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  • Ted Woodhead

When virtually everyone thinks there's a problem, it is almost certain there is a problem

Updated: Apr 25




On March 26, 2024 Carolyn Rogers, Senior Deputy Governor of the Bank of Canada gave a speech in Halifax that garnered at great deal of attention. The theme of the speech was Canada's poor productivity. To say Canada's productivity is poor is a bit of an understatement. Canada's productivity is woefully bad. Canada has endured six straight quarters where productivity fell. This is precisely the opposite of what is happening in the United States. Canada's productivity has not moved from where it was seven years ago. That isn't just a problem, it's a huge problem and it has plagued Canada for years.


Senior Deputy Governor Rogers explained the severity of the problem in this way, "You've seen those signs that say, in an emergency, break glass. Well it's time to break glass." Low productivity tells us that Canadian businesses are not all investing capital in tools that will increase productivity. Canada has relatively poor technology adoption. That too, is a vexing problem that adds to Canada's poor productivity not just relative to the United States but relative to virtually every other advanced economy. Canada generally has an innovation problem. Low investment and productivity lead to less innovation. Another persistent problem is that low productivity fuels inflation and suppresses wage growth. None of those are favourable trends and Canada is suffering from all of them.


Against this dire back drop the Industry Minister is trying to gin up competition in every sector, including telecommunications, one of the prime providers of technologies that make people more more productive. In the words of Senior Deputy Governor Rogers, "the smart phone in your pocket has way more computing power than the spaceship that first took humans to the moon". To put it in simple terms "way more" is approximately 100,000 times more.


So, why the vilification of the telecommunications companies who are perennially investing and are capital intensive industries that provide the very underlying networks and tools that would improve productivity? Why does the Minister portray the traits of of an economic Czar in a centrally planned economy. Personally, I have no idea, but I do know that is tragically wrong headed.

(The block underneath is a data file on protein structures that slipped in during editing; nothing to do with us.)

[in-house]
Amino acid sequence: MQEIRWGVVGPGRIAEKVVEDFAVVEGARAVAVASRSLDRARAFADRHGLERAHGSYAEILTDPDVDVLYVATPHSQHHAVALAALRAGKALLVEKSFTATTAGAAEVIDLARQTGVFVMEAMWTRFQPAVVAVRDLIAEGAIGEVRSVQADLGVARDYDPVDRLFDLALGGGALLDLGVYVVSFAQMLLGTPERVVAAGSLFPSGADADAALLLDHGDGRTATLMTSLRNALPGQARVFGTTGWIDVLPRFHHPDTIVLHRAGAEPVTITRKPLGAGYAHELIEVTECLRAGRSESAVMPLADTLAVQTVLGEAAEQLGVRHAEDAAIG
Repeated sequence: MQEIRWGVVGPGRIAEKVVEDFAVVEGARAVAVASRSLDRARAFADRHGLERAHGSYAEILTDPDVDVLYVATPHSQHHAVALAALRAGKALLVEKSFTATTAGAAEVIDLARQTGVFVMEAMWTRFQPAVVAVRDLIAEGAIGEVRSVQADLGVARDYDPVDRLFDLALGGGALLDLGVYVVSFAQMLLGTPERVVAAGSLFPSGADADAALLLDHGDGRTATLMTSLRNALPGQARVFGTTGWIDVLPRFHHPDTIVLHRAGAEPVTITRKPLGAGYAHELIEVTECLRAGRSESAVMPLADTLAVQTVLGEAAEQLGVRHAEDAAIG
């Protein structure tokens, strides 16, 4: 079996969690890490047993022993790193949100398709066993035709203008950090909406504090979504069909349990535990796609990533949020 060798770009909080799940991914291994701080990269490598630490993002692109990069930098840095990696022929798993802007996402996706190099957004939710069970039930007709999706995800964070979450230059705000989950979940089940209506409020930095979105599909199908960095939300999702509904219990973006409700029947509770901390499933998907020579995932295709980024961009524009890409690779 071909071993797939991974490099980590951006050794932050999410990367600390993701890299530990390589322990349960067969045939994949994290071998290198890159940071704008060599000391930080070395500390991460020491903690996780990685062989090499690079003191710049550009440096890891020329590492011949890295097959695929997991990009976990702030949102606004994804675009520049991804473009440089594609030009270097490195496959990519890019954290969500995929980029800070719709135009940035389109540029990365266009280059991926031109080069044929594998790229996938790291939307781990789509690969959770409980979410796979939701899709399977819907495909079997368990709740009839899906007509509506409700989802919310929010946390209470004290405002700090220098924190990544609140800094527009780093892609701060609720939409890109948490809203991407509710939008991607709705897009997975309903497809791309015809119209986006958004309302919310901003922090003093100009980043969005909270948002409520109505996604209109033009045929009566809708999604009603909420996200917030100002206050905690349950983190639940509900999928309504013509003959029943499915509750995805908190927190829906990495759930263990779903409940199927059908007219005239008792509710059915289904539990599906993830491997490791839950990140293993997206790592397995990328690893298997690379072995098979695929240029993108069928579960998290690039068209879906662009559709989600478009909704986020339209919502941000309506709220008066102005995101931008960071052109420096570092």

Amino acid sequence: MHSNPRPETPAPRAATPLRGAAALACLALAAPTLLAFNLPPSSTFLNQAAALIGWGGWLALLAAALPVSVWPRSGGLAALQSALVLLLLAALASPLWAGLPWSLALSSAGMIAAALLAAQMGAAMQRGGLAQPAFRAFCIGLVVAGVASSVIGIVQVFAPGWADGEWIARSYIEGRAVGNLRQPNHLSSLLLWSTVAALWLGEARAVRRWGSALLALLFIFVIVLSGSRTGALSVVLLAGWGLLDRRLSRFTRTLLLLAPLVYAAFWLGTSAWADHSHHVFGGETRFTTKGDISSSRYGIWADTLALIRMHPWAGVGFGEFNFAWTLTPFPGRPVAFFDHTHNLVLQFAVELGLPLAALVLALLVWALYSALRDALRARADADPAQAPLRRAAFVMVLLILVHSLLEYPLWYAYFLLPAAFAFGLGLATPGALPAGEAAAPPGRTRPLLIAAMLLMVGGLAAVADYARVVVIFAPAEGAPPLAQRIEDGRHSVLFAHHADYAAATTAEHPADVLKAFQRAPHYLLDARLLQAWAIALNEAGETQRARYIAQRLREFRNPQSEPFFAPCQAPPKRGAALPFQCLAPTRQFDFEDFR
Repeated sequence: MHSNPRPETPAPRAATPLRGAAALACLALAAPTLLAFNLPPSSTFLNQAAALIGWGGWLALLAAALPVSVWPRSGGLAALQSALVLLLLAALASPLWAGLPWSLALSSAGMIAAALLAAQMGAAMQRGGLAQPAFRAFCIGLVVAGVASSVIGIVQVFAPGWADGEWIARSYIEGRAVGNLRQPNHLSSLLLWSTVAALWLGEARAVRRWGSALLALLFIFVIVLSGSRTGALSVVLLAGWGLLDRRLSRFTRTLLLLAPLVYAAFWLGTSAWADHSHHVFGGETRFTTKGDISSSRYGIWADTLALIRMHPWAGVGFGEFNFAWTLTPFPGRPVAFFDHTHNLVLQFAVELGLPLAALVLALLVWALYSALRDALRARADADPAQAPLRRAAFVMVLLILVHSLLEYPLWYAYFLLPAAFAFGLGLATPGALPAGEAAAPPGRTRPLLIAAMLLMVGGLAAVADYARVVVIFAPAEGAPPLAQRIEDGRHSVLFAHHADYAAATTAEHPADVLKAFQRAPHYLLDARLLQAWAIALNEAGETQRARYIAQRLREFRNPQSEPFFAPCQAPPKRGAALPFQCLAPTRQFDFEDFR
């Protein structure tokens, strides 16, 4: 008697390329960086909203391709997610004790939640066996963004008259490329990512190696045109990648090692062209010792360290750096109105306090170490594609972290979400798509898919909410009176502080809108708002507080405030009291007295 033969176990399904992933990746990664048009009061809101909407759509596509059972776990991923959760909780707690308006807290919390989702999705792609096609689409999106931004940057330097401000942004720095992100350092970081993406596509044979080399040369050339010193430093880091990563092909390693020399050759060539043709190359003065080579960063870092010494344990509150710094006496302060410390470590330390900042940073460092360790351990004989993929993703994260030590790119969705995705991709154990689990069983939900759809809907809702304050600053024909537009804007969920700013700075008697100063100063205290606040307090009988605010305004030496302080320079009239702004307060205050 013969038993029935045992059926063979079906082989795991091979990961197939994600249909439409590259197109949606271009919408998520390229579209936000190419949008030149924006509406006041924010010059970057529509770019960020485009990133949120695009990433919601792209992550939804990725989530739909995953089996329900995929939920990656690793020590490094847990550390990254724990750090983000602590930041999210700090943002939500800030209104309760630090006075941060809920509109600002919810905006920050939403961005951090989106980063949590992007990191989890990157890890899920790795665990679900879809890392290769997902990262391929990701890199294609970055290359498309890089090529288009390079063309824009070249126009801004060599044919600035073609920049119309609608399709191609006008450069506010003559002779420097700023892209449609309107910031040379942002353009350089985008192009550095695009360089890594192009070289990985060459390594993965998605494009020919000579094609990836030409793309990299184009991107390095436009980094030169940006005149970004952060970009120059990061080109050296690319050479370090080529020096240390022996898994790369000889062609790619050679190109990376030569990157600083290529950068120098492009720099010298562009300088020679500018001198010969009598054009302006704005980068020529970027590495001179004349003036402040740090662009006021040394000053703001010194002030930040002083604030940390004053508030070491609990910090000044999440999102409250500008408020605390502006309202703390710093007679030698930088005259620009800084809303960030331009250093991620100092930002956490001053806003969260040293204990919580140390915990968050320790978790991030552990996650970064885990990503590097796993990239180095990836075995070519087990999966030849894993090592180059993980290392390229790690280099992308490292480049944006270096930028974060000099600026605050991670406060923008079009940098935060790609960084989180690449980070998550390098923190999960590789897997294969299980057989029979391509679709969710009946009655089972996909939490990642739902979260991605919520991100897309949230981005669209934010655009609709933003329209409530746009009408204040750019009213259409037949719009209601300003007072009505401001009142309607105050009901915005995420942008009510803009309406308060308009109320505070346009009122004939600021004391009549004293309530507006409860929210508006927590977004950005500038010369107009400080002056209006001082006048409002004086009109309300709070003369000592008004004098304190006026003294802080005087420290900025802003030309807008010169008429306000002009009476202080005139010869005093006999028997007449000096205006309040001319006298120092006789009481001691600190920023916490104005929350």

The news got more dire today in an excellent piece by Matt Lundy in the Globe and Mail. The article refers to a report released yesterday by Statistics Canada that noted that Canada's economic output on a per capita basis has slipped to seven percent below its long-term trend, amounting to a decline of roughly $4,200 a person. To return to trend over the next decade would require Canada to grow at an average annual rate of 1.7 percent (since 1981 the trend has been 1.1 percent), or in other words, similar to the United States. Real GDP has fallen to levels not seen since 2017. Poor productivity leads to low growth in GDP, because Canada as a whole is less efficient than peer nations. In the Budget on April 16th Lundy reports that the Government pushed back noting that high levels of immigration have skewed the numbers. That is not entirely true if the Government would prioritize immigration to people with skills we need.


Another contributor to poor productivity is over regulation and a lack of certainty. Regulations can cause companies to invest less or not at all domestically and shift their investment to more attractive investment jurisdictions. This is not a result that is either desirable or, an antidote for persistently low or even negative growth in domestic productivity. It is a contributor to it.


Increased digitalization is something we need if we are to grow real GDP at more ambitious levels. Digitalization puts the tools telecommunications companies provide into businesses across the economy and would make us more efficient. The Government has failed to address technology adoption. Instead, the Minister of Industry is single-minded in his determination to reduce prices and reduce profits which doesn't bode well for wage growth. The Minister is equally single-minded in his use of his regulatory cudgel to, among other things, create competitors through wholesale schemes that thwart further investment in telecommunications networks and have thus far led to significant layoffs across the industry. If telecommunications companies resist investing further in their networks or expanding them, Canadians will be deprived of the very tools they need to increase productivity and real GDP.


I will conclude with a post from Harley Finkelstein, President of Shopify who was representative of a large number of people in the entrepreneurial class post Budget. "We need to be doing everything we can to turn Canada into the best place for entrepreneurs to build. What's proposed in the federal Budget (raising the capital gains rate) will do the complete opposite. Innovators and entrepreneurs will suffer and their sucess will be penalized -- this is not a wealth tax, it's a tax on innovation and risk taking. Our policy failures are America's gains. At a time when our country is facing critically low productivity and business investment our political leaders are failing our country's entrepreneurs".

It's time to break the glass!!!



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